Animal models of prostate cancer have been used in studies investigating the effects of soy and isoflavones on the disease. Wild-type and transgenic adenocarcinoma of the mouse prostate (TRAMP) mice were fed control diets or diets containing genistein (250 mg genistein/kg chow). The TRAMP mice fed with genistein exhibited reduced cell proliferation in the prostate compared with TRAMP mice fed a control diet. The genistein-supplemented diet also reduced levels of ERK-1 and ERK-2 (proteins important in stimulating cell proliferation) as well as the growth factor receptors EGFR and IGF-1R in TRAMP mice, suggesting that down regulation of these proteins may be one mechanism by which genistein exerts chemopreventive effects. In another study, following the appearance of spontaneous prostatic intraepithelial neoplasia lesions, TRAMP mice were fed control diets or diets supplemented with genistein (250 or 1,000 mg genistein/kg chow). Mice fed low-dose genistein exhibited more cancer cell metastasis and greater osteopontin expression than mice fed the control or the high-dose genistein diet. These results indicate that timing and dose of genistein treatment may affect prostate cancer outcomes and that genistein may exert biphasic control over prostate cancer. In a study reported in 2008, athymic mice were implanted with human prostate cancer cells and fed a control or genistein-supplemented diet (100 or 250 mg genistein/kg chow). Mice that were fed genistein exhibited less cancer cell metastasis, but no change in primary tumor volume, than did mice fed a control diet. Furthermore, other data suggested that genistein inhibits metastasis by impairing cancer cell detachment. In contrast, in a study reported in 2011, there were more metastases in secondary organs in genistein-treated mice than in vehicle-treated mice. In this latter study, mice were implanted with human prostate cancer xenografts and treated daily with genistein dissolved in peanut oil (80 mg genistein/kg body weight/day or 400 mg genistein/kg body weight/day) or peanut oil vehicle by gavage. In addition, there was a reduction in tumor cell apoptosis in the genistein-treated mice compared with the vehicle-treated mice. These findings suggest that genistein may stimulate metastasis in an animal model of advanced prostate cancer.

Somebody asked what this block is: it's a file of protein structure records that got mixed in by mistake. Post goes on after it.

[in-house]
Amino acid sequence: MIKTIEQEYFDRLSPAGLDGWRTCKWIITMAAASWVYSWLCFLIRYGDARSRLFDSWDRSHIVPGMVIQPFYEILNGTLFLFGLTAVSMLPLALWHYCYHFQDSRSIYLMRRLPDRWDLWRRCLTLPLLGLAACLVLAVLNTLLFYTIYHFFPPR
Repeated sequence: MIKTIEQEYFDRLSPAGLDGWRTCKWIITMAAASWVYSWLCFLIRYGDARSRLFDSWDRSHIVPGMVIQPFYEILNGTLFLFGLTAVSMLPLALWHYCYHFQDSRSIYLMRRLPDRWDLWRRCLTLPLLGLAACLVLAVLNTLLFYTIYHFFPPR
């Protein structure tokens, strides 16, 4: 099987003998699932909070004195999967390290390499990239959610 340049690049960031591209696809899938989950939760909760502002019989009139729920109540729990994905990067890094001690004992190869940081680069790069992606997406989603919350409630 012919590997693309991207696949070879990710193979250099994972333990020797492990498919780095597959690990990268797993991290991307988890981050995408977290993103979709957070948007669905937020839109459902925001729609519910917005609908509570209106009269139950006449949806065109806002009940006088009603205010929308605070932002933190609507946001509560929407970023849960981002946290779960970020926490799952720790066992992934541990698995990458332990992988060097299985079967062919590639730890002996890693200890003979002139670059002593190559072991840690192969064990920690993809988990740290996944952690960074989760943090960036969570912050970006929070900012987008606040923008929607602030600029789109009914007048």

Radiation therapy is commonly used in prostate cancer, but, despite this treatment, disease recurrence is common. Therefore, combining radiation with additional therapies may provide longer-lasting results. In one study, human prostate cancer cells were treated with soy isoflavones and/or radiation. Cells that were treated with both isoflavones and radiation exhibited greater decreases in cell survival and greater expression of proapoptotic molecules than cells treated with isoflavones or radiation only. Nude mice were implanted with prostate cancer cells and treated by gavage with genistein (21.5 mg/kg body weight/day), mixed isoflavones (50 mg/kg body weight/day; contained 43% genistein, 21% daidzein, and 2% glycitein) and/or radiation. Mixed isoflavones were more effective than genistein in inhibiting prostate tumor growth, and combining isoflavones with radiation resulted in the largest inhibition of tumor growth. In addition, mice given soy isoflavones in combination with radiation did not exhibit lymph node metastasis, which was seen previously in other experiments combining genistein with radiation. These preclinical findings suggest that mixed isoflavones may increase the efficacy of radiation therapy for prostate cancer.